“My pri­or­i­ties are in the right or­der”

Things are com­ing full cir­cle for Natalie Bass­ingth­waighte on fronts pro­fes­sional and per­sonal. But get­ting here, she tells Stel­lar, only came at the end of a tough run full of chal­lenges and changes that “just broke” her

Sunday Herald Sun - Stellar - - Contents - Pho­tog­ra­phy DAMIAN BENNETT Styling KELLY HUME In­ter­view CAMERON ADAMS

Things are com­ing full cir­cle for Natalie Bass­ingth­waighte on fronts both pro­fes­sional and per­sonal, but it hasn’t been an easy ride. She opens up to Stel­lar about her strug­gles with men­tal health, a six-week pe­riod that “just broke” her – and com­ing out the other side smil­ing.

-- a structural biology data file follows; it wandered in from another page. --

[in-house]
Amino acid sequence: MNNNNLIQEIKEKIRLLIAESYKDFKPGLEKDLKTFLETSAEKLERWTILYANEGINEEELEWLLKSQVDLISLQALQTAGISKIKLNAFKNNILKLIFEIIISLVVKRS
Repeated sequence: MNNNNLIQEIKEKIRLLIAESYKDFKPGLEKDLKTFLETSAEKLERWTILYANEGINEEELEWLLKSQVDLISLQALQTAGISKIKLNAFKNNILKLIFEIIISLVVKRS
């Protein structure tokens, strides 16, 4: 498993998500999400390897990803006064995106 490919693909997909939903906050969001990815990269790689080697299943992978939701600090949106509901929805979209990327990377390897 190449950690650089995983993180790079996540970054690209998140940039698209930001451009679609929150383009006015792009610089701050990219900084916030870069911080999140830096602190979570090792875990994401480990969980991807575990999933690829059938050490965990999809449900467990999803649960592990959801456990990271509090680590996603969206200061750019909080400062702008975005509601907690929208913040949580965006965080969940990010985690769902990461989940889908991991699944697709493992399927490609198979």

“My pri­or­i­ties are in the right or­der”

Oddly, Natalie Bass­ingth­waighte is grate­ful for the “break­down” that helped reboot her life. The wake-up call came in March last year, when the ac­tor and singer woke up “frozen… I couldn’t breathe or talk.” The night be­fore, Bass­ingth­waighte and a col­league had been at a func­tion dis­cussing their hec­tic work sched­ules.

“I said my life was full-on,” Bass­ingth­waighte tells Stel­lar. “She said hers was, too. We started talk­ing about our kids and she said, ‘My son hates me; I’m al­ways work­ing.’ Even though it may have been said in jest, it re­ally hit me. The next morn­ing, I couldn’t breathe. It was ter­ri­fy­ing. I was curled up in a ball. That lasted six weeks.”